The complaint alleged that when Nocella submitted a September 2011 update evaluation questionnaire, he "failed to disclose multiple facts" that changed answers to questions that had been posed on a Feb. 5, 2009, questionnaire when Nocella was a judge of Municipal Court and a candidate for re-election.
Nocella allegedly signed a certification statement with the update that did not include any new information that would change answers to questions on the 2009 questionnaire, including whether he had been named as a defendant or a party to any criminal or civil matter.
The complaint said that Nocella failed to disclose - or to subsequently inform an investigative panel during an October 2011 interview - that he had been found in contempt of two court orders regarding a Philadelphia Board of Ethics matter, which was subsequently settled for $16,000 in November 2009.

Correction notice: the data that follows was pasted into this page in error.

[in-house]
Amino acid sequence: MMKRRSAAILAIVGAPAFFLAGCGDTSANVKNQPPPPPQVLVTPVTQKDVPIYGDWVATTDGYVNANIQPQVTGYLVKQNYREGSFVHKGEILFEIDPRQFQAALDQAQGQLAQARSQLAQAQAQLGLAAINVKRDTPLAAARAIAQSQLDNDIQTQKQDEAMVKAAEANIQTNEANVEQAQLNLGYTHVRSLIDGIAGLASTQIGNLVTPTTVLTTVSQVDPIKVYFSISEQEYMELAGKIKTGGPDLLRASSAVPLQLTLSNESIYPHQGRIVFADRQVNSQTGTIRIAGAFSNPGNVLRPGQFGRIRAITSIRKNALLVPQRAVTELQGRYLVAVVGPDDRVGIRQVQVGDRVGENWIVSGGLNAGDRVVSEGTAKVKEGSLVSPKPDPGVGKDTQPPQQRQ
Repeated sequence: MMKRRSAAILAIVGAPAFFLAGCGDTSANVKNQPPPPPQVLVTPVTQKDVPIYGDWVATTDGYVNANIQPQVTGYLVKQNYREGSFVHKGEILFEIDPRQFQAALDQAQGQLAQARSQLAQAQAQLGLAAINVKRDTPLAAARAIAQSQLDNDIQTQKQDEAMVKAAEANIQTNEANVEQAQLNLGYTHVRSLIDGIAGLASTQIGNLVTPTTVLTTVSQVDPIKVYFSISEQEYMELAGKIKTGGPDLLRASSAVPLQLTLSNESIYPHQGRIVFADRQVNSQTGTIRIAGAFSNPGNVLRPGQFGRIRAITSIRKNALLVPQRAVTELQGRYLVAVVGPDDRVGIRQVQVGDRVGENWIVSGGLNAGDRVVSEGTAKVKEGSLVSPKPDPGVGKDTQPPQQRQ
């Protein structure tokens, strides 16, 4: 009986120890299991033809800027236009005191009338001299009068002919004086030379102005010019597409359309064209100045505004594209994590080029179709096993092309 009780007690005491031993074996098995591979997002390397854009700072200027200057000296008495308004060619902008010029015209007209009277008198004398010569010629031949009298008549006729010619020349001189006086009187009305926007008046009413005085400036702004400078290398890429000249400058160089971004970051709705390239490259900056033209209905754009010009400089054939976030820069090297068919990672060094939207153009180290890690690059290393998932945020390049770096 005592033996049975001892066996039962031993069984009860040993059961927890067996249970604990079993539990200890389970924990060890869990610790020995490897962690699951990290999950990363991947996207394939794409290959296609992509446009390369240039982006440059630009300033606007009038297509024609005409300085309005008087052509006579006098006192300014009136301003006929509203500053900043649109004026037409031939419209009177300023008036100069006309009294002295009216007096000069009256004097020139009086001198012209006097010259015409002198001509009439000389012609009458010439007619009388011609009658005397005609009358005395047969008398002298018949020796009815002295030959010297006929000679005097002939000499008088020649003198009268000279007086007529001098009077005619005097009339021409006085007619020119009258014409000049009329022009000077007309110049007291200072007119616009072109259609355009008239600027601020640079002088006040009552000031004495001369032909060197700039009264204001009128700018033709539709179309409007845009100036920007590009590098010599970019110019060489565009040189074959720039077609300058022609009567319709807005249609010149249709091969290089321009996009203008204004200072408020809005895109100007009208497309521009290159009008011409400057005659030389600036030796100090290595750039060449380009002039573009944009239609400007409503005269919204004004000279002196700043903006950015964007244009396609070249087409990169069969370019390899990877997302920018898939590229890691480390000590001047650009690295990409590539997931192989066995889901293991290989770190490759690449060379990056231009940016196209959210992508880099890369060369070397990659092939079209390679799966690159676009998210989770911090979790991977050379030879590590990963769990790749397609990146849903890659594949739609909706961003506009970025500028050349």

Nocella also allegedly failed to disclose two IRS liens filed against him in March 2011 for more than $469,000; two creditor judgments filed against him in April and May 2011 for more than $1.2 million; and a June 2011 Chapter 13 voluntary-bankruptcy petition he filed in June 2011 in U.S. Bankruptcy Court.
Nocella's attorney, Samuel C. Stretton, said that the complaint "can be resolved in a reasonable way," adding: "This has nothing to do with his judicial duties or his performance as a judge. He's a very good judge and very well-respected. He might have made some mistakes, but they're not fatal."
Contact Michael Hinkelman at email@example.com or 215-854-2656. Follow him on Twitter @MHinkelman.